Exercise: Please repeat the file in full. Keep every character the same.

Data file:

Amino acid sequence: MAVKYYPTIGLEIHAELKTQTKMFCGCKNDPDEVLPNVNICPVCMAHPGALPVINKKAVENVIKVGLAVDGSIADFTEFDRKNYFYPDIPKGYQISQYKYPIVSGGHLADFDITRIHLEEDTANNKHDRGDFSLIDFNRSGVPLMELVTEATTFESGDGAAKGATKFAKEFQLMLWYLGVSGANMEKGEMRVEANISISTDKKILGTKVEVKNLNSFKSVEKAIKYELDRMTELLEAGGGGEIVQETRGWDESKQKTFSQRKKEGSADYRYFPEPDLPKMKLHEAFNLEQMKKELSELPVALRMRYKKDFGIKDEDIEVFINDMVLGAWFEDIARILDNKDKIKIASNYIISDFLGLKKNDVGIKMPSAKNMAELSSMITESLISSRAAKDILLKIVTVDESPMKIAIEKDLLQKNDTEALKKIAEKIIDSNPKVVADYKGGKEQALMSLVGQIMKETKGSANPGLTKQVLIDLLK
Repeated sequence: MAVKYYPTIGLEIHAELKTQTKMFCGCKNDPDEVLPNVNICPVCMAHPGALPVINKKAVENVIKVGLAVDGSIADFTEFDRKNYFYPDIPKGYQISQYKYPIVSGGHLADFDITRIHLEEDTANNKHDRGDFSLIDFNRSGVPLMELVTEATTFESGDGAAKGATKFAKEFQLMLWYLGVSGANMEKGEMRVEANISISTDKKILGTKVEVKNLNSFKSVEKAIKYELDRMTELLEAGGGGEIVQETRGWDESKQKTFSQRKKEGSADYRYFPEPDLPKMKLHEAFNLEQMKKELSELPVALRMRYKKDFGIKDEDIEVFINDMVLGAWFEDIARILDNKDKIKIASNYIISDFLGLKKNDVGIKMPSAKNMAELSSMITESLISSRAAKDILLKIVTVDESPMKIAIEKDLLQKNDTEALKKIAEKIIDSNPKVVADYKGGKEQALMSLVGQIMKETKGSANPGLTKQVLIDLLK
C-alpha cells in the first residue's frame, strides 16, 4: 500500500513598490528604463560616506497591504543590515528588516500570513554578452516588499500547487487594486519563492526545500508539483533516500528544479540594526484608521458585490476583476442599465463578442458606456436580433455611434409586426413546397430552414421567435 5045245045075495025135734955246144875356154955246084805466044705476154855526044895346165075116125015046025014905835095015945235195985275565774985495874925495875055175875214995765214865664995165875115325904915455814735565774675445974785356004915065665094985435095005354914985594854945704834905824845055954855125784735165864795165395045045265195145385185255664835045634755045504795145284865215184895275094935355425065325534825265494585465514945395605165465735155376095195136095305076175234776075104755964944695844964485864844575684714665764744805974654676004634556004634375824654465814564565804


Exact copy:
Amino acid sequence: MAVKYYPTIGLEIHAELKTQTKMFCGCKNDPDEVLPNVNICPVCMAHPGALPVINKKAVENVIKVGLAVDGSIADFTEFDRKNYFYPDIPKGYQISQYKYPIVSGGHLADFDITRIHLEEDTANNKHDRGDFSLIDFNRSGVPLMELVTEATTFESGDGAAKGATKFAKEFQLMLWYLGVSGANMEKGEMRVEANISISTDKKILGTKVEVKNLNSFKSVEKAIKYELDRMTELLEAGGGGEIVQETRGWDESKQKTFSQRKKEGSADYRYFPEPDLPKMKLHEAFNLEQMKKELSELPVALRMRYKKDFGIKDEDIEVFINDMVLGAWFEDIARILDNKDKIKIASNYIISDFLGLKKNDVGIKMPSAKNMAELSSMITESLISSRAAKDILLKIVTVDESPMKIAIEKDLLQKNDTEALKKIAEKIIDSNPKVVADYKGGKEQALMSLVGQIMKETKGSANPGLTKQVLIDLLK
Repeated sequence: MAVKYYPTIGLEIHAELKTQTKMFCGCKNDPDEVLPNVNICPVCMAHPGALPVINKKAVENVIKVGLAVDGSIADFTEFDRKNYFYPDIPKGYQISQYKYPIVSGGHLADFDITRIHLEEDTANNKHDRGDFSLIDFNRSGVPLMELVTEATTFESGDGAAKGATKFAKEFQLMLWYLGVSGANMEKGEMRVEANISISTDKKILGTKVEVKNLNSFKSVEKAIKYELDRMTELLEAGGGGEIVQETRGWDESKQKTFSQRKKEGSADYRYFPEPDLPKMKLHEAFNLEQMKKELSELPVALRMRYKKDFGIKDEDIEVFINDMVLGAWFEDIARILDNKDKIKIASNYIISDFLGLKKNDVGIKMPSAKNMAELSSMITESLISSRAAKDILLKIVTVDESPMKIAIEKDLLQKNDTEALKKIAEKIIDSNPKVVADYKGGKEQALMSLVGQIMKETKGSANPGLTKQVLIDLLK
C-alpha cells in the first residue's frame, strides 16, 4: 500500500513598490528604463560616506497591504543590515528588516500570513554578452516588499500547487487594486519563492526545500508539483533516500528544479540594526484608521458585490476583476442599465463578442458606456436580433455611434409586426413546397430552414421567435 5045245045075495025135734955246144875356154955246084805466044705476154855526044895346165075116125015046025014905835095015945235195985275565774985495874925495875055175875214995765214865664995165875115325904915455814735565774675445974785356004915065665094985435095005354914985594854945704834905824845055954855125784735165864795165395045045265195145385185255664835045634755045504795145284865215184895275094935355425065325534825265494585465514945395605165465735155376095195136095305076175234776075104755964944695844964485864844575684714665764744805974654676004634556004634375824654465814564565804